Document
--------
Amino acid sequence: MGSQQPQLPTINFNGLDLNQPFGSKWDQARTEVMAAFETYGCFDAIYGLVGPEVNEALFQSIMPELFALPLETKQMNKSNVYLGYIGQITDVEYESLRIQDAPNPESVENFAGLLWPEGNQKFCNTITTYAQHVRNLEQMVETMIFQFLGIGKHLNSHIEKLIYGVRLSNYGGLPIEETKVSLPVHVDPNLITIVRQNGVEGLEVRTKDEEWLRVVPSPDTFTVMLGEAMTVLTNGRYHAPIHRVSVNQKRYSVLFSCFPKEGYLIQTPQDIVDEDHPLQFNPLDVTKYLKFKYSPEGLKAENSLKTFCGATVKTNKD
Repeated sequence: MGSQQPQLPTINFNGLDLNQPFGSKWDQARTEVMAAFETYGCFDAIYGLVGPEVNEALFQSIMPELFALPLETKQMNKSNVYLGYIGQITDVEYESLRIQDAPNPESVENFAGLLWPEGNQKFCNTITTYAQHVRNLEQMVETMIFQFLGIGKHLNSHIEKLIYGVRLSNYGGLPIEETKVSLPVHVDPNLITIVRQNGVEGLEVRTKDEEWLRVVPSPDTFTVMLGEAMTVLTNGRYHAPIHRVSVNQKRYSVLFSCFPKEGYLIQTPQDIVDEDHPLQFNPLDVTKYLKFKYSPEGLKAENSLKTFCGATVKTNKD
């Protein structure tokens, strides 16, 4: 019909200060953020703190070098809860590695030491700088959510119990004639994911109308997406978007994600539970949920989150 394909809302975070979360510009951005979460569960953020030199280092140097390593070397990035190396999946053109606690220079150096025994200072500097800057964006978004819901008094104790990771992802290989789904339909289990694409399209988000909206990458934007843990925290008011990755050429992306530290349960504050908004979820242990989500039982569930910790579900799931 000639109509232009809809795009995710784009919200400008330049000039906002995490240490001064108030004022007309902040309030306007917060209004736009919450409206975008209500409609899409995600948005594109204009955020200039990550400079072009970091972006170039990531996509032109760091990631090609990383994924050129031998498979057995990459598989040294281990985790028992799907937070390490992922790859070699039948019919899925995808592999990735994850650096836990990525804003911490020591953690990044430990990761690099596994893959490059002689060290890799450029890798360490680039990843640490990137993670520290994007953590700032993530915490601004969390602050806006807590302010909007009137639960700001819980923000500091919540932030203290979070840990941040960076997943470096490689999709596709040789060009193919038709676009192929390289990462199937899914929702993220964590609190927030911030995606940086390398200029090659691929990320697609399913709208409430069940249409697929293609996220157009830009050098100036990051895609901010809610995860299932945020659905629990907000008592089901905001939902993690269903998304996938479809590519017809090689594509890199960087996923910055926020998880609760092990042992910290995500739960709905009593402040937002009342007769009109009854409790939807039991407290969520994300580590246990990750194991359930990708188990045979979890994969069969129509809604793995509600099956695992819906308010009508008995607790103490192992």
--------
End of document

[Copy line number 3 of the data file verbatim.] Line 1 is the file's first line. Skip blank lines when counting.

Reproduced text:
């Protein structure tokens, strides 16, 4: 019909200060953020703190070098809860590695030491700088959510119990004639994911109308997406978007994600539970949920989150 394909809302975070979360510009951005979460569960953020030199280092140097390593070397990035190396999946053109606690220079150096025994200072500097800057964006978004819901008094104790990771992802290989789904339909289990694409399209988000909206990458934007843990925290008011990755050429992306530290349960504050908004979820242990989500039982569930910790579900799931 000639109509232009809809795009995710784009919200400008330049000039906002995490240490001064108030004022007309902040309030306007917060209004736009919450409206975008209500409609899409995600948005594109204009955020200039990550400079072009970091972006170039990531996509032109760091990631090609990383994924050129031998498979057995990459598989040294281990985790028992799907937070390490992922790859070699039948019919899925995808592999990735994850650096836990990525804003911490020591953690990044430990990761690099596994893959490059002689060290890799450029890798360490680039990843640490990137993670520290994007953590700032993530915490601004969390602050806006807590302010909007009137639960700001819980923000500091919540932030203290979070840990941040960076997943470096490689999709596709040789060009193919038709676009192929390289990462199937899914929702993220964590609190927030911030995606940086390398200029090659691929990320697609399913709208409430069940249409697929293609996220157009830009050098100036990051895609901010809610995860299932945020659905629990907000008592089901905001939902993690269903998304996938479809590519017809090689594509890199960087996923910055926020998880609760092990042992910290995500739960709905009593402040937002009342007769009109009854409790939807039991407290969520994300580590246990990750194991359930990708188990045979979890994969069969129509809604793995509600099956695992819906308010009508008995607790103490192992």